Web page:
Here’s How to Know Your Dog’s Age in Human Years
Have you ever wondered how old your dog is in relation to humans? Is it difficult to figure out your dog’s age in human years? What does it really mean to think about “human years” for your dog anyway?
If you’re a pet owner, you’ve probably wondered about your dog’s true age more than once. After all, it’s clear that dogs don’t age at the same rate as humans, and it can be helpful to figure out your dog’s relative human age when considering their health and wellness needs, too. In the article below, we’ll help you learn how to tell your dog’s age in human years. Read on to find out more.
Is the 7-to-1 Theory Correct?
Although many pet owners believe a dog ages at a rate of seven “human years” per one “dog year,” this is an inaccurate myth. This concept came about to help dog owners recognize how much faster a dog ages than a human, but it is not the best way to understand your pet’s aging process. Many veterinarians, scientists, and canine health specialists agree that this is simply misinformation, and that it is far better to consider the different elements that make up a dog’s age instead.
There are many different factors that play into your dog’s aging process. Breed, size, weight, and lifestyle choices all make a difference, for example. It is also important to note that your dog’s overall health and wellness may cause changes in their life expectancy, too. Overall, you should take the time to consider your dog’s age based on a variety of specifics, rather than relying on the outdated 7-to-1 theory.
Does Breed Matter?
Yes. Your dog’s breed plays a major role in their life expectancy, with smaller dogs typically living much longer than larger dogs. Although this is a well-known and proven fact about dogs, scientists are still not totally sure why bigger dogs have much shorter lifespans than their small companions. However, it is typically believed that the difference lies in the rate of growth of large dogs versus smaller ones. A large dog reaches canine adulthood faster than a small dog, so it makes sense that they might reach old age sooner, too. Additionally, since bigger dogs grow faster, they are at a higher risk of developing cancer later in life as well.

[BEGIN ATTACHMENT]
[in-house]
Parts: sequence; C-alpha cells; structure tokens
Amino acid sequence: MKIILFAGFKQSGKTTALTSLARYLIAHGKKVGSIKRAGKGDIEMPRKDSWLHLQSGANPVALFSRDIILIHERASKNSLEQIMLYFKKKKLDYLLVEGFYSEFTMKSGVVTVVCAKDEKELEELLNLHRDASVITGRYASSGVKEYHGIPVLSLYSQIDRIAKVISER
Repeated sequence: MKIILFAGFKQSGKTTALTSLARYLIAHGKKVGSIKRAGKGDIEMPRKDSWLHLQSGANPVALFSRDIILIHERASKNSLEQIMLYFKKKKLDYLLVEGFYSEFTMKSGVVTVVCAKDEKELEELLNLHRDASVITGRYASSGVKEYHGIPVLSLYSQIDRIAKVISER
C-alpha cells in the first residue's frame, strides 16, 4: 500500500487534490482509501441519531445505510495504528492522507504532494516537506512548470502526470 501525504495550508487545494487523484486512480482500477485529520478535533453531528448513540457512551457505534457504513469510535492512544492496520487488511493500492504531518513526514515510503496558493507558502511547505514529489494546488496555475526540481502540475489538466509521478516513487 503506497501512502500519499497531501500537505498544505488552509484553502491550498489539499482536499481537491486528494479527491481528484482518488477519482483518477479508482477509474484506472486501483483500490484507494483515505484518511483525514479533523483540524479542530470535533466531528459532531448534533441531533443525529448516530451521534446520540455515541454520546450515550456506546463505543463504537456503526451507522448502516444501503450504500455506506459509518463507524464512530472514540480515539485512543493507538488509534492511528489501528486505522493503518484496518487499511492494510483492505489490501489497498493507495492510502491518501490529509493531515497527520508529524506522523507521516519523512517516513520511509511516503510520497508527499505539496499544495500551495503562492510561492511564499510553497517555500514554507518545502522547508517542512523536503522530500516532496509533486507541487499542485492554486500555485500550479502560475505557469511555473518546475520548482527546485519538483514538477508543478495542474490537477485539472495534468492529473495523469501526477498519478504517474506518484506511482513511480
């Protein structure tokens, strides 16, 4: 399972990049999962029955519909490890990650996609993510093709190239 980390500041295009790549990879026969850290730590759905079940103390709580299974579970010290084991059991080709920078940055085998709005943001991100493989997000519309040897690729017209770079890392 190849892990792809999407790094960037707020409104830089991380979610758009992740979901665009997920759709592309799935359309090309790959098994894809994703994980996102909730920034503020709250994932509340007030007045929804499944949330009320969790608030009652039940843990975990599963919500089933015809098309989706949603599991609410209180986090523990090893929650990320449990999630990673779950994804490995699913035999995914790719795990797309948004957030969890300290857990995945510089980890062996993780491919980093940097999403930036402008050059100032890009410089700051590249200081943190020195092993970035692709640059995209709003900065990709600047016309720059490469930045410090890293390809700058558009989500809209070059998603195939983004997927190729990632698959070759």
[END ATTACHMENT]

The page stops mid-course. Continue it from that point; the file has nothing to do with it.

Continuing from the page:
According to scientists, every four pounds of body weight decreases a dog’s life expectancy by a month or so. Therefore, if you’re calculating the life expectancy of a big dog, you need to take into consideration just how large they are and understand that your small dog may live longer than your large breed. Recognize, too, that these statistics are always changing, and that advancements in canine medicine may make a difference in your dog’s life expectancy later, especially if they are a bigger dog.
What is the Formula for Calculating a Dog’s Age in Human Years?
The true formula for calculating a dog’s age in human years is a little bit more complicated than the seven-year rule. In this formula, the first year of a dog’s life equals about 15 human years. The next year equals about nine years, so by the age of two, your dog should be the equivalent of roughly 24 human years old. After that, every additional year adds five human years to the dog’s life. Therefore, if your dog is 12 years old, they are about 74 in human years—which is a great frame of reference to help you understand just how quickly a dog can truly age.
Of course, this formula is designed for medium dog breeds. If your dog is smaller, you can remove a few years from the human age. On the other hand, if your dog is large, you should add a few years instead. By taking time to adjust your calculations according to your dog’s breed, you can create a more accurate chart that helps you determine your dog’s age as it relates to human years. Of course, if you’re having any trouble with these calculations or you have any further questions, you can talk to your Heart + Paw vet for more information as well.
Aside from just a little bit of entertainment, it can also be beneficial to learn your dog’s age in human years so you can provide them with everything needed as they age. It’s a good idea to learn the difference between a 10-year-old dog and a 10-year-old human, for example, so you know how to help your pet deal with changes later in life.
As your dog gets older, be sure to talk to your vet about their lifelong needs. With the help of a trusted vet, you can care for your dog no matter how old they are.
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Heart + Paw was founded in 2018 by Chief Veterinary Officer Dr. George Melillo, who currently serves the Mid-Atlantic area. Heart + Paw offers a combination of veterinary care, pet grooming, and dog daycare to help be a resource in your pet parenthood journey.
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